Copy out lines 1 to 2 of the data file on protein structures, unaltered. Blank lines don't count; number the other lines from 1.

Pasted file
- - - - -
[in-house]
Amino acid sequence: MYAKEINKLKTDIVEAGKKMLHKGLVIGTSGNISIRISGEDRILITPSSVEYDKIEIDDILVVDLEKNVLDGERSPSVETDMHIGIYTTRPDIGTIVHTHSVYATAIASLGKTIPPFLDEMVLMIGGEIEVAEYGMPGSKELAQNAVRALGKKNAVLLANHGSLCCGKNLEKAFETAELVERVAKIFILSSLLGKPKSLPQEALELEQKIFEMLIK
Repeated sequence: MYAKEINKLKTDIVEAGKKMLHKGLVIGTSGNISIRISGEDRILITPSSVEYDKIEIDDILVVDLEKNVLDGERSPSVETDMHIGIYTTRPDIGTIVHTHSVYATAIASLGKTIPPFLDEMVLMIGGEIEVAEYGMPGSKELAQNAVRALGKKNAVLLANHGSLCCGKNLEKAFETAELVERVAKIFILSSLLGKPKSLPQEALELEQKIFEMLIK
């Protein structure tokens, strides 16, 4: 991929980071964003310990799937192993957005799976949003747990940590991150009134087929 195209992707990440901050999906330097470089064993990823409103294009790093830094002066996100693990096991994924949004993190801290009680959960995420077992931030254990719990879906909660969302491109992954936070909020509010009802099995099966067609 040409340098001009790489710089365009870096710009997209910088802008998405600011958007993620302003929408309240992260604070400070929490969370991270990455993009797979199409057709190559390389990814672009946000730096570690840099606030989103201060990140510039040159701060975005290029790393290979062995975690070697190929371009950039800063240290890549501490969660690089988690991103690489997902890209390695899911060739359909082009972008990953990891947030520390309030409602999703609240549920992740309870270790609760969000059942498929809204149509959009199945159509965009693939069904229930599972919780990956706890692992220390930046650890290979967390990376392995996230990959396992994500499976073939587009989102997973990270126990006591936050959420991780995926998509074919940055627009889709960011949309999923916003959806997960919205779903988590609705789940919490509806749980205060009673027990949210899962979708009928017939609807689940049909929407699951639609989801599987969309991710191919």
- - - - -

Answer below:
[in-house]
Amino acid sequence: MYAKEINKLKTDIVEAGKKMLHKGLVIGTSGNISIRISGEDRILITPSSVEYDKIEIDDILVVDLEKNVLDGERSPSVETDMHIGIYTTRPDIGTIVHTHSVYATAIASLGKTIPPFLDEMVLMIGGEIEVAEYGMPGSKELAQNAVRALGKKNAVLLANHGSLCCGKNLEKAFETAELVERVAKIFILSSLLGKPKSLPQEALELEQKIFEMLIK